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The concept of state sovereignty is increasingly challenged by a proliferation of international economic instruments and major international economic institutions. States from both the south and north are re-examining and debating the extent to which they should cede control over their economic and social policies to achieve global economic efficiency in an interdependent world. A clear manifestation of this is the collapse of Cancun Ministerial Conference of World Trade Organisation (WTO) and the ongoing Doha Round negotiation. International lawyers are seriously rethinking the subject of state sovereignty, in relation to the operation of the main international economic institutions, namely the WTO, the World Bank and the International Monetary Fund (IMF).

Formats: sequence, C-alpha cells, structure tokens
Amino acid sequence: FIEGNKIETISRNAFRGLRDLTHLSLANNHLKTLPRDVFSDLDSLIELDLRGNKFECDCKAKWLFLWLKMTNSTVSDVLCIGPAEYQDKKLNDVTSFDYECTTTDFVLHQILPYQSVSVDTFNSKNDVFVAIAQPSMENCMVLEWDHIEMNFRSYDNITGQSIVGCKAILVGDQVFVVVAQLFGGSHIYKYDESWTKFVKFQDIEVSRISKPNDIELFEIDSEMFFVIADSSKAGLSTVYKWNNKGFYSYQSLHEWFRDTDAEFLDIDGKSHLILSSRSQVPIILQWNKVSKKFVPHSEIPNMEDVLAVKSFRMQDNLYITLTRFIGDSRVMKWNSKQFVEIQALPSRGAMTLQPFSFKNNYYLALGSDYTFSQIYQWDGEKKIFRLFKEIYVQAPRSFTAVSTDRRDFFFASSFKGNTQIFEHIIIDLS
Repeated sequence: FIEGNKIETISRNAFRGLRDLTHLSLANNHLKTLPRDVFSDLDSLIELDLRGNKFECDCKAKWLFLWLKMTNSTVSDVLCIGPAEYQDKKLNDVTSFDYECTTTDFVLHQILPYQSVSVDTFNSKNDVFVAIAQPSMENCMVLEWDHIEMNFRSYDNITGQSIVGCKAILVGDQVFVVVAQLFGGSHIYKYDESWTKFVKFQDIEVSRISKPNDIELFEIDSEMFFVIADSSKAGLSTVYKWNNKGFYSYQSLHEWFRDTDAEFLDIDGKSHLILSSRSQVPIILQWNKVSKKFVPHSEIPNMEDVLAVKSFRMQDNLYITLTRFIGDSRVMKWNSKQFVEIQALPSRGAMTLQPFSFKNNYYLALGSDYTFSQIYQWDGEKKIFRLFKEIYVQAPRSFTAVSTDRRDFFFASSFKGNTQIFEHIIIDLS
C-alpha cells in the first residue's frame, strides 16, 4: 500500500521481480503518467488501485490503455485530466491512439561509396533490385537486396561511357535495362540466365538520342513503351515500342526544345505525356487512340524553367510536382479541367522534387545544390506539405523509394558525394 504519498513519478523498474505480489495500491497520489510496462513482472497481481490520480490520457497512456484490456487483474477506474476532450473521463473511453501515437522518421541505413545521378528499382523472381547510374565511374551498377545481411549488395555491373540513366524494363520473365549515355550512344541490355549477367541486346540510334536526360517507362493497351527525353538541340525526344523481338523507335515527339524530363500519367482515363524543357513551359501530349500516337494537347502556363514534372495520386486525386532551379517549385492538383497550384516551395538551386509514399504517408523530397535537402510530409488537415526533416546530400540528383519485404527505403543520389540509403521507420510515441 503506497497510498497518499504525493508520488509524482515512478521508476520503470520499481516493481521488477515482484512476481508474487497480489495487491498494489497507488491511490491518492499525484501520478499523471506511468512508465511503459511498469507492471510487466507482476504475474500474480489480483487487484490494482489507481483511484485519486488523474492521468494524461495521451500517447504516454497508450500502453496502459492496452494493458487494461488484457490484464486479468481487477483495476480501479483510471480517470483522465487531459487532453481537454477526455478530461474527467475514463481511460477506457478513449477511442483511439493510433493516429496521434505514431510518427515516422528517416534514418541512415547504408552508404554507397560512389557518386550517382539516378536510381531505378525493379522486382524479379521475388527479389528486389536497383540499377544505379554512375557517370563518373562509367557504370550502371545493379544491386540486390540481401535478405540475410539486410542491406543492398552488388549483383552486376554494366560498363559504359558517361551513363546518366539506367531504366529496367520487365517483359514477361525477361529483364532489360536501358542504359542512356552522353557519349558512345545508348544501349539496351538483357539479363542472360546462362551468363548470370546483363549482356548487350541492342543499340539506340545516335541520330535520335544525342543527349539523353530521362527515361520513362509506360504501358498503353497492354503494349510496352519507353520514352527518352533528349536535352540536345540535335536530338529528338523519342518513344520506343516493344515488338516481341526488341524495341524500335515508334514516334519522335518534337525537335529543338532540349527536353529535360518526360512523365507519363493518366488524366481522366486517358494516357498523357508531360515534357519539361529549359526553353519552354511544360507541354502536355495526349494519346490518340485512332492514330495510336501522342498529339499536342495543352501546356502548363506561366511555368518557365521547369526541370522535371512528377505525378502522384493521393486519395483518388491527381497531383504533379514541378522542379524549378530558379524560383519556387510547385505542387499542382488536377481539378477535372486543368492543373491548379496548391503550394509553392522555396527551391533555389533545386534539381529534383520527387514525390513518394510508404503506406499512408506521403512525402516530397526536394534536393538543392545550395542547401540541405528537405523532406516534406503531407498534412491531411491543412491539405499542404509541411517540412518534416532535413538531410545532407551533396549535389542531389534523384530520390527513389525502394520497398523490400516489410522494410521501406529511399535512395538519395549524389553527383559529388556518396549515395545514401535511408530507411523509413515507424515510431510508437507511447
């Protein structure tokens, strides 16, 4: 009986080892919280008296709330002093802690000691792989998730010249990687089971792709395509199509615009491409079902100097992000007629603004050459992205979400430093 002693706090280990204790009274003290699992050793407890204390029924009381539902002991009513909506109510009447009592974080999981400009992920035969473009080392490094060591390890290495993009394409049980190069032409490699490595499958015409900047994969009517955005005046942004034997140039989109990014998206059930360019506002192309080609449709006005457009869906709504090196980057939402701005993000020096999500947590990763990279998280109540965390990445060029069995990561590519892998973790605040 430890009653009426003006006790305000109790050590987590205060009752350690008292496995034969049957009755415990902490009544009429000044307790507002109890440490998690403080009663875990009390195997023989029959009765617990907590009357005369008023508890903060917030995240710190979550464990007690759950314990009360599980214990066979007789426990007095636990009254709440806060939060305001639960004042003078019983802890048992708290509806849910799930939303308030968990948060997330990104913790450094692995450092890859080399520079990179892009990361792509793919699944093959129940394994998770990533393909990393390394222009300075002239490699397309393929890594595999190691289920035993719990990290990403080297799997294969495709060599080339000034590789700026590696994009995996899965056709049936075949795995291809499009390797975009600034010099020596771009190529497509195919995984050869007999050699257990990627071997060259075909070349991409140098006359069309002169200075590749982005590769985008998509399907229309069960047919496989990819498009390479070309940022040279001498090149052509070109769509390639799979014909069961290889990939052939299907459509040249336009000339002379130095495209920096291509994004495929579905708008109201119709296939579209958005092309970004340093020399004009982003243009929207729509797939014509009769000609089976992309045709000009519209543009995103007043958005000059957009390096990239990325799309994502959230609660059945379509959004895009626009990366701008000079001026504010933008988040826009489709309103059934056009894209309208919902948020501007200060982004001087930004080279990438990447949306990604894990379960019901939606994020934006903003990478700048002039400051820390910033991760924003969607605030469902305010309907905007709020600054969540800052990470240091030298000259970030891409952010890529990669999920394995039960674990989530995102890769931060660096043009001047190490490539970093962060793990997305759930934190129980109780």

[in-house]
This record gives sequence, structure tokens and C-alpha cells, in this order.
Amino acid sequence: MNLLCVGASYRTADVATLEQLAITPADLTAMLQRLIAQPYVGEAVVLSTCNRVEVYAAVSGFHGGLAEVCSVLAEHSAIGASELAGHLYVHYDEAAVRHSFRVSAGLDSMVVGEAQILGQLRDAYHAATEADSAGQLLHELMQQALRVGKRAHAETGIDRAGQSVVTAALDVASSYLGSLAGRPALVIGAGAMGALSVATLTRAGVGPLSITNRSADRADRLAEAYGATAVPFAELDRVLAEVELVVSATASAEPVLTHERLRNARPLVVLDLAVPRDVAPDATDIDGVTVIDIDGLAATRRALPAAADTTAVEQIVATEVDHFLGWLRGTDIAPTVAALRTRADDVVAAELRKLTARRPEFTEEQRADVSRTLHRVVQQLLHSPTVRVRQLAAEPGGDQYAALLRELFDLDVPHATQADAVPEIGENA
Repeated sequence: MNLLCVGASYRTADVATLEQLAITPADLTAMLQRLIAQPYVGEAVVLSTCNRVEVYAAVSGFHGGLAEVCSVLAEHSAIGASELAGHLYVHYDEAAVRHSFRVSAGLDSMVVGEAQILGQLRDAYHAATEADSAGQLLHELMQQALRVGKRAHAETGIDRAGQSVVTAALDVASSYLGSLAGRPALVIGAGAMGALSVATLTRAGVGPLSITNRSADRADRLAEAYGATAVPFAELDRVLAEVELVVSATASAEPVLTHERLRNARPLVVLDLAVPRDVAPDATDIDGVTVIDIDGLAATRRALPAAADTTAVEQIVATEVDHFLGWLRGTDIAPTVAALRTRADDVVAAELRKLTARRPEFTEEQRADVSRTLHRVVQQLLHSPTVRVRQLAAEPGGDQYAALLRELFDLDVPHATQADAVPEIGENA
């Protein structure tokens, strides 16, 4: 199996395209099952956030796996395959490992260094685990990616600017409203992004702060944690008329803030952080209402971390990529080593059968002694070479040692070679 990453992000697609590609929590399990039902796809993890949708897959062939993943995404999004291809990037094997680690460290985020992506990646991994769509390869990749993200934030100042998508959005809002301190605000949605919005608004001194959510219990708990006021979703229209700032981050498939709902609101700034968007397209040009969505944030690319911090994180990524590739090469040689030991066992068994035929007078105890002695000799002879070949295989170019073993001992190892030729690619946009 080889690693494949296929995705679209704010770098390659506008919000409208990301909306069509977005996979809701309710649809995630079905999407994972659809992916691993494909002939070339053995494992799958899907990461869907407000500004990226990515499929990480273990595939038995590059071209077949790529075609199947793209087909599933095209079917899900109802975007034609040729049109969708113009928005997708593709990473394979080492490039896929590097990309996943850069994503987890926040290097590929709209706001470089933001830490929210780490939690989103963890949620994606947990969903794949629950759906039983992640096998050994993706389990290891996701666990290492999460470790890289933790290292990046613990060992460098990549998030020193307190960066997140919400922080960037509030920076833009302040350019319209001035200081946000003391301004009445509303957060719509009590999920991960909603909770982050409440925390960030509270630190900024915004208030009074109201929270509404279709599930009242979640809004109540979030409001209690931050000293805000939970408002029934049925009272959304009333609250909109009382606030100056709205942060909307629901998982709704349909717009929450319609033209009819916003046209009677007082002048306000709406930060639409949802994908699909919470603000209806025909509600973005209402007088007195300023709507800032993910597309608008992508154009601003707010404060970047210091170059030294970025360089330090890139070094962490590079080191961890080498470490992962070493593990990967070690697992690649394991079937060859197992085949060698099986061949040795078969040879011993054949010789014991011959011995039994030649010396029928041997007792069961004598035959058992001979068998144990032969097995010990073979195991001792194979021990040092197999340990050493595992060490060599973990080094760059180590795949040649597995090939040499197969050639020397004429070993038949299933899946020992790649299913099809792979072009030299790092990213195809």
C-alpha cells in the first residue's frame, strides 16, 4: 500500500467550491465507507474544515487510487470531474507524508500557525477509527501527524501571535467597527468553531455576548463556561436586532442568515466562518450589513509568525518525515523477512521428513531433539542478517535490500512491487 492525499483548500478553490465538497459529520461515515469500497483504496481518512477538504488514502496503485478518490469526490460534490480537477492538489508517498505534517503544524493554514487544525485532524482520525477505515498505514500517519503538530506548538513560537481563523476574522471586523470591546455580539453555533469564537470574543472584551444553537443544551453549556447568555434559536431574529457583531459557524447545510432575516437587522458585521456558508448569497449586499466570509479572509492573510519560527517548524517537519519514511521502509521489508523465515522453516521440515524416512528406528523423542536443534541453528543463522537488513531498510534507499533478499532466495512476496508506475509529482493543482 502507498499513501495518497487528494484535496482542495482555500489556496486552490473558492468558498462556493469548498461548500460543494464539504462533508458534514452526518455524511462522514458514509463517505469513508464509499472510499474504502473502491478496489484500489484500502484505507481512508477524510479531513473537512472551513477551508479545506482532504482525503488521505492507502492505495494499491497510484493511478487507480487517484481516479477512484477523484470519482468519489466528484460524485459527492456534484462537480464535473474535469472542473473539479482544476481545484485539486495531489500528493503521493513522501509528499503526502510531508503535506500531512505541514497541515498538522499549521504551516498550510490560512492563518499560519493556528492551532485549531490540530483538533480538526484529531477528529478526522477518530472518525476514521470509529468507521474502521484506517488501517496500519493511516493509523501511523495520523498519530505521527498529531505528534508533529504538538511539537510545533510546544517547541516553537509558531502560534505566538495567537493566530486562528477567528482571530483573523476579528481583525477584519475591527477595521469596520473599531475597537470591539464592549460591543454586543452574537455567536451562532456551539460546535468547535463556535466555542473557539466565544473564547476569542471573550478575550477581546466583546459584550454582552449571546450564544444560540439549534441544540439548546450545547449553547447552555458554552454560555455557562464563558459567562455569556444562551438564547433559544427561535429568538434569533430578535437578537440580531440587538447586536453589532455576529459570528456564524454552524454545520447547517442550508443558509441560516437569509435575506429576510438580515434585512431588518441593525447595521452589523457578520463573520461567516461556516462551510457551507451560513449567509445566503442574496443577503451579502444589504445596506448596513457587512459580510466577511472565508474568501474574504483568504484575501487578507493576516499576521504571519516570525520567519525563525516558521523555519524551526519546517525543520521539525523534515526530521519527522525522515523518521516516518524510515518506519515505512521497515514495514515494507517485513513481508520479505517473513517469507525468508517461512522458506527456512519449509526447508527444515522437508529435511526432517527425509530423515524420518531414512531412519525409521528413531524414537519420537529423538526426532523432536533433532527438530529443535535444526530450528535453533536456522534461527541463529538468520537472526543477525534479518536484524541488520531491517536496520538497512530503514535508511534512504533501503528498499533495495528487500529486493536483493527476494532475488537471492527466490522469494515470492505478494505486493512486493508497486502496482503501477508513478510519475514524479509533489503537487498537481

The contributions in this volume, bringing together leading scholars from the developed and developing worlds, take up the challenge of debating the meaning of sovereignty and the impact of international economic law on state sovereignty. The first part looks at the issues from the perspectives of general international law, international economic law and legal theory. Part two discusses the impact of trade liberalisation on the sovereignty of both industrialised and developing states and Part three concentrates on the challenge to state sovereignty created by the proliferation of investment treaties and the significant recent growth of investment treaty based arbitration cases.